I love a good story; I especially love the story behind the story. It’s the reason that I started writing this blog. Because I believe that we all have a story and that magic happens when you look behind the curtain. And I love to peak – especially when it’s about fashion! A few months ago I saw a documentary about the legendary editor Diana Vreeland; today I watched an intriguing documentary – more of a love story – about New York institution and luxury department store Bergdorf Goodman. Scatter my ashes at Bergdorf’s tells the story of Bergdorf Goodman; why designers want to showcase there, why people want to shop there, and why employees love to work there. And oh yes, there is a little history about the two men who started it all …
New York tailors Edwin Goodman and Herbert Bergdorf joined forces and founded a luxury store, Bergdorf Goodman, in the Garment District in 1901. The business moved in 1914 to Rockefeller Center and again in 1928 to its present location, 5th Avenue and 57th Street, the corner of luxury-and-everything-elegant-in-New York. The site was originally the location of the Vanderbilt Mansion, which occupied the entire city block. When Andrew Goodman inherited Bergdorf Goodman from his father, he took the department store to its almost-mythic heights. Too much, you ask? Those interviewed contend that we need stores like Bergdorf Goodman to foster the American Dream.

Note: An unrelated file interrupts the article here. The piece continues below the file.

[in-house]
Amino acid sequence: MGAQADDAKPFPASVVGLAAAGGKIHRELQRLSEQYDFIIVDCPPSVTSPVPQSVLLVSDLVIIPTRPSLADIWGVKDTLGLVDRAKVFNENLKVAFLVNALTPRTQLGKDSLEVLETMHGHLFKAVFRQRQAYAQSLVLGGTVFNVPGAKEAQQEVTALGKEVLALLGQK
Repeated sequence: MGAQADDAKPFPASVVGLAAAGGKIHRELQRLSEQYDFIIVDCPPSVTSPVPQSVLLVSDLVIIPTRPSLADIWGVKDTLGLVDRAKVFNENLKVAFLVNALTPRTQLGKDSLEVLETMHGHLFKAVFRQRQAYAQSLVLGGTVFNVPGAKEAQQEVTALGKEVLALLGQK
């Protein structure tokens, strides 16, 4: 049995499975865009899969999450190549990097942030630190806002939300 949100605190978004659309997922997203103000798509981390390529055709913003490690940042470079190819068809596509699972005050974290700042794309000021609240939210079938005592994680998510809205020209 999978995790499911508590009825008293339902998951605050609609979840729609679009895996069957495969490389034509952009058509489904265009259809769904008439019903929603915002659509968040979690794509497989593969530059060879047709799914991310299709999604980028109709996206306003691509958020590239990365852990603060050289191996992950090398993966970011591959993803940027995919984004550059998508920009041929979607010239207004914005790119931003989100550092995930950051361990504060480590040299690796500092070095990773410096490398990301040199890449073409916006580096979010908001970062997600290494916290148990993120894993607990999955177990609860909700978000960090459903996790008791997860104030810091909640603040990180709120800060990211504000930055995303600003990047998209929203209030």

Top fashion designers both domestic and international, including Oscar de la Renta, Michael Kors, Diane Von Furstenberg, Karl Lagerfeld, Fendi, and Giorgio Armani, shared their voices and love for Bergdorf Goodman. But it is the stories of the internal Bergdorf family that I found the most inspiring: a family that includes senior vice president and highly influential buyer Linda Fargo, creator of its world-renowned windows David Hoey and spot-on, outspoken personal in-house shopper Betty Halbreich. These intimate glimpses give Scatter my ashes at Bergdorf’s its true appeal. Amy Fine Collins, special correspondent to Vanity Fair describes the glamour and allure of this one of a kind icon: “Bergdorf Goodman has decades and decades of accumulated history. Every nook and every cranny is a story.”
What do you think?